Tue Dec 31, 2019 3:42 pm

Arion640 wrote:
LJ wrote:
Arion640 wrote:

The UK joined the EU (EEC, before i get pulled up on it) in 1973. You really can’t compare the economy of then to that of today. We are a far more populous country today, with a lot more things going on.


That economy is also much more connected with other countries (especially from the EU). UK gained a lot from the EU (often to the expense of other EU countries), it will not have that benefit for free anymore after January 31st.


While we’ve also gained, don’t forget the UK has also lost a lot to other EU countries (money and Industry) at the expense of itself. Swings and roundabouts.


Your industry is lost to others outside the EU. Apart from the membership, the UK has gained a lot of money due to the EU as it became the primary financial hub for all Euro related trades (including all clearing activities). This will be seriously reduced by April 2020.
 
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Dutchy
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Re: Brexit part 7: The Frog who Aspired to Become as Big as the Ox

Tue Dec 31, 2019 3:45 pm

sure always possible, easier than admitting you are wrong, especially when you are committed to the lie.
Many happy landings, greetings from The Netherlands!
 
Klaus
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Re: Brexit part 7: The Frog who Aspired to Become as Big as the Ox

Tue Dec 31, 2019 9:30 pm

Arion640 wrote:
The UK joined the EU (EEC, before i get pulled up on it) in 1973. You really can’t compare the economy of then to that of today. We are a far more populous country today, with a lot more things going on.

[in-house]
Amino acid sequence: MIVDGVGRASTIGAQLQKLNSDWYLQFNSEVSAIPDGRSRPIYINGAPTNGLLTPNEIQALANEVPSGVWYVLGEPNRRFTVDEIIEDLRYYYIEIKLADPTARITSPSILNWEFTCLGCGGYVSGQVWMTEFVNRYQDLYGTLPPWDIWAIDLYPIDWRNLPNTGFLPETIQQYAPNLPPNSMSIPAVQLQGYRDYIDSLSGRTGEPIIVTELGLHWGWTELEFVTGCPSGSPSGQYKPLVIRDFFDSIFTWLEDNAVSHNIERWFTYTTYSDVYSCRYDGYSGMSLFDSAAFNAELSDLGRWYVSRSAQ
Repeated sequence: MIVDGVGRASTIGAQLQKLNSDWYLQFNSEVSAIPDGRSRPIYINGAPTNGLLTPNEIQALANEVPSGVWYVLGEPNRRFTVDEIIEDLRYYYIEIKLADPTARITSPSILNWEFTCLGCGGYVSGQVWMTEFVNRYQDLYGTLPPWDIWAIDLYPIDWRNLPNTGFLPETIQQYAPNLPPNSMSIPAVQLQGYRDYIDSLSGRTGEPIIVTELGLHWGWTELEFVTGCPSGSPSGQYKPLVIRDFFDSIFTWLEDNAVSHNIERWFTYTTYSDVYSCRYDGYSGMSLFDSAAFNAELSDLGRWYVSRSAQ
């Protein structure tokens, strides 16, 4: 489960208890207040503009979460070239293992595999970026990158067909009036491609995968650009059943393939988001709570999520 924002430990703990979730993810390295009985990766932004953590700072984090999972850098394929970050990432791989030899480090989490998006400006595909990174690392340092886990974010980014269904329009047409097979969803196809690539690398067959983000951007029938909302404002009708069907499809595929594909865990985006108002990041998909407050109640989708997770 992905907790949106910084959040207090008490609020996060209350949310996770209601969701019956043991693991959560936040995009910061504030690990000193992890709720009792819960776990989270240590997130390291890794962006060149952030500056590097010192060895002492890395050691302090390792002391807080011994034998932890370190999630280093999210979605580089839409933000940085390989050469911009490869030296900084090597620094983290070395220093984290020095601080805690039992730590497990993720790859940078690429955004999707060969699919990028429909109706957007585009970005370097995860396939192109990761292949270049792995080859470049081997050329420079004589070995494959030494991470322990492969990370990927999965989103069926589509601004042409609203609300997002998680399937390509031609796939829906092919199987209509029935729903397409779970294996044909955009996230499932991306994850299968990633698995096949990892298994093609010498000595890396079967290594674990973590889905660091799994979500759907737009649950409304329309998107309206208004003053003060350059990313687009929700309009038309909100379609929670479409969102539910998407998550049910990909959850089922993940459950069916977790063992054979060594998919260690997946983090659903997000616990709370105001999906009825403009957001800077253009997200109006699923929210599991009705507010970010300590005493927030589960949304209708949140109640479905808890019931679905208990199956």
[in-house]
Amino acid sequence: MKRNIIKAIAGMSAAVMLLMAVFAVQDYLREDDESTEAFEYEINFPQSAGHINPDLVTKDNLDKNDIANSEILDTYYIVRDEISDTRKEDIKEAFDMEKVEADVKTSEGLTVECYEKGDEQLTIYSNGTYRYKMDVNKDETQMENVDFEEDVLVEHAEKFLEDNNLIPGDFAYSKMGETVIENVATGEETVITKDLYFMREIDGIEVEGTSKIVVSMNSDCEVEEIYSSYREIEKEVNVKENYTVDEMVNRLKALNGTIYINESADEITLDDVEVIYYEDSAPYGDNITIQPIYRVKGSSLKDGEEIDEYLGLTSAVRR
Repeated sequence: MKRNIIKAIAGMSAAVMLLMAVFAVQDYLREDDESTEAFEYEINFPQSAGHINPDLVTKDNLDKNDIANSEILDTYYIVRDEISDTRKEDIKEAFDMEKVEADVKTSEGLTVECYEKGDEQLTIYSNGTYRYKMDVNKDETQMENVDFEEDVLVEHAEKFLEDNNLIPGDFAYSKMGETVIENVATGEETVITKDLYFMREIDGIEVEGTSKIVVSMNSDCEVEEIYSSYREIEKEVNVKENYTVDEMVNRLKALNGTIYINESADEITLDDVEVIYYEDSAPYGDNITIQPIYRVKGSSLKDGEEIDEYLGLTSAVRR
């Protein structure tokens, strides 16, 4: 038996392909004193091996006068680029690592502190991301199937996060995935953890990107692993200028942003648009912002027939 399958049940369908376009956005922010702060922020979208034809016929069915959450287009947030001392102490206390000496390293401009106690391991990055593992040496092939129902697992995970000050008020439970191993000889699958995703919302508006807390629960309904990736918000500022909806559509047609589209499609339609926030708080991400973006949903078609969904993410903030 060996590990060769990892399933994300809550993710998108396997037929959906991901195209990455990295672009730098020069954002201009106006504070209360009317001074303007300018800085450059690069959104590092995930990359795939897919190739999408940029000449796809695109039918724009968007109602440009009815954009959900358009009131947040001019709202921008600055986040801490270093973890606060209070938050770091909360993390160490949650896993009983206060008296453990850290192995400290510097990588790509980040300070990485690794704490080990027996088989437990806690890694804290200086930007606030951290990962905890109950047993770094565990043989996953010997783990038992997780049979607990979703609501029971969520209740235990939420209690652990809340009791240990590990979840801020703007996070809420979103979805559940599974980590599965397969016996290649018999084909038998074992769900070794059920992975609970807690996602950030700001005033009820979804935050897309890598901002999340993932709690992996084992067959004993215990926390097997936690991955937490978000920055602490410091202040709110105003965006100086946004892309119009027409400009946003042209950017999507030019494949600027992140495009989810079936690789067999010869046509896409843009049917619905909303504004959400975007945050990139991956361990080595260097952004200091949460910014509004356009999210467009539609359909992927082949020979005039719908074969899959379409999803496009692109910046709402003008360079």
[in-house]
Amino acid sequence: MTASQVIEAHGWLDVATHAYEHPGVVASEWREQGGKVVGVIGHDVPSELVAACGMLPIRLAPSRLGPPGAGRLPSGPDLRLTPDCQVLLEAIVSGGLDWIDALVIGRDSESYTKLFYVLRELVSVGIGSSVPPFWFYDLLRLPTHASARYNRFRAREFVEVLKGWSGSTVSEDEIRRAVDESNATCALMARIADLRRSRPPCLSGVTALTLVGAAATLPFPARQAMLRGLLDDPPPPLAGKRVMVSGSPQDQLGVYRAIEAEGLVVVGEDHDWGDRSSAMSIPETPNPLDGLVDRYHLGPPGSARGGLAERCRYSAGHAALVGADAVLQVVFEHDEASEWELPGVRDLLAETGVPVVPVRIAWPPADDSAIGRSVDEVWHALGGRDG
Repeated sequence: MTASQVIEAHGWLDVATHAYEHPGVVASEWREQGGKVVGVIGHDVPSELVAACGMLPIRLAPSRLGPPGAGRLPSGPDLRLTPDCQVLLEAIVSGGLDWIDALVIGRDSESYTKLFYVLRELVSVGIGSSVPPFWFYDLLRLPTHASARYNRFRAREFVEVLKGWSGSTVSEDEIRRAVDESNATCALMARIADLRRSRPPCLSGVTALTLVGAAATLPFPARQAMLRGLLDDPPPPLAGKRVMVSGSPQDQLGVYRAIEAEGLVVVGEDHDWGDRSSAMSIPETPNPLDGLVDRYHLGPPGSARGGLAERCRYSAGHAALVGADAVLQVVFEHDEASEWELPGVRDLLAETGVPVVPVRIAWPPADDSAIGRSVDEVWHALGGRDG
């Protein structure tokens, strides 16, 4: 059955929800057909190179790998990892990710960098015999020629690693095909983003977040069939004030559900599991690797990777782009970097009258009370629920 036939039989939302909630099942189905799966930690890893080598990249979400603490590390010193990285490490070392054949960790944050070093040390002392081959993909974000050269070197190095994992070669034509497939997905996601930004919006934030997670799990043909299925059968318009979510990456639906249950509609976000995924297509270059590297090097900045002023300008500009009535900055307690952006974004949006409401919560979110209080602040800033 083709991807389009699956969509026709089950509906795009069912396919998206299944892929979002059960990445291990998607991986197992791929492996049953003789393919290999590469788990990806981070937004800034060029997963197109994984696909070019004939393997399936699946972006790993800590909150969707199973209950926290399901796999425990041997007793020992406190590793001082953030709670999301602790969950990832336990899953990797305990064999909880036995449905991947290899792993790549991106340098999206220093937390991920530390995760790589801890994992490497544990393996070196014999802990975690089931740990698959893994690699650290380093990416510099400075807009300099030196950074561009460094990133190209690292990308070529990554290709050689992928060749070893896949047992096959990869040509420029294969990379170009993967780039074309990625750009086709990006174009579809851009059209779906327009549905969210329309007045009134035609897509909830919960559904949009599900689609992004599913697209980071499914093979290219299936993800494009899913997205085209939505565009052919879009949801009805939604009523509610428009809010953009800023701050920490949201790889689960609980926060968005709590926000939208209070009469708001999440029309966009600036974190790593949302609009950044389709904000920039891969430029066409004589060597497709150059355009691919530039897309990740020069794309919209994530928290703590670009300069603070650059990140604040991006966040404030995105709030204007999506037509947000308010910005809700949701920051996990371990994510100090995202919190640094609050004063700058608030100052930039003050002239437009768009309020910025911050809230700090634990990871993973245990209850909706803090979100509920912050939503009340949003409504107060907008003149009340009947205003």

Things turned around exactly with EU membership. And the way things look another turnaround is impending with Brexit – back towards malaise, but not towards Empire any more.
 
noviorbis77
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Re: Brexit part 7: The Frog who Aspired to Become as Big as the Ox

Tue Dec 31, 2019 9:33 pm

Dutchy wrote:
Arion640 wrote:
Dutchy wrote:

A net gain which is now lost to your choosing.


I beg to differ. Our contributions put us at a loss.


You can bag if you want, it doesn't make it true. This saga is already costing the UK economy more than the contribution. There is no evidence that the UK will do better outside the EU. There is no logical reasoning to think the UK will do better outside the EU.

But you will not accept it, so you will have to experience it for yourself. You have warned enough that it will not benefit you.


No one truly knows.

We can read left wing tabloids and proclaim ourselves as experts, or we can wait and see how things pan out.

Your lot (Netherlands) will have to contribute more to the EU budget won’t you, after we’ve left?
 
Klaus
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Re: Brexit part 7: The Frog who Aspired to Become as Big as the Ox

Tue Dec 31, 2019 9:35 pm

Arion640 wrote:
Dutchy wrote:
Arion640 wrote:

While we’ve also gained, don’t forget the UK has also lost a lot to other EU countries (money and Industry) at the expense of itself. Swings and roundabouts.


A net gain which is now lost to your choosing.


I beg to differ. Our contributions put us at a loss.

The only way Boris and Nigel arrived at that delusional claim was by summarily ascribing all the gains only to the UK itself and all the costs only to EU membership, harebrained propaganda of the most delusional kind.

In actual reality the comparatively tiny contributions to the EU pale by far relative to the gains and benefits to be had from the membership.

But you've chosen to find that out the hard way, so there you go.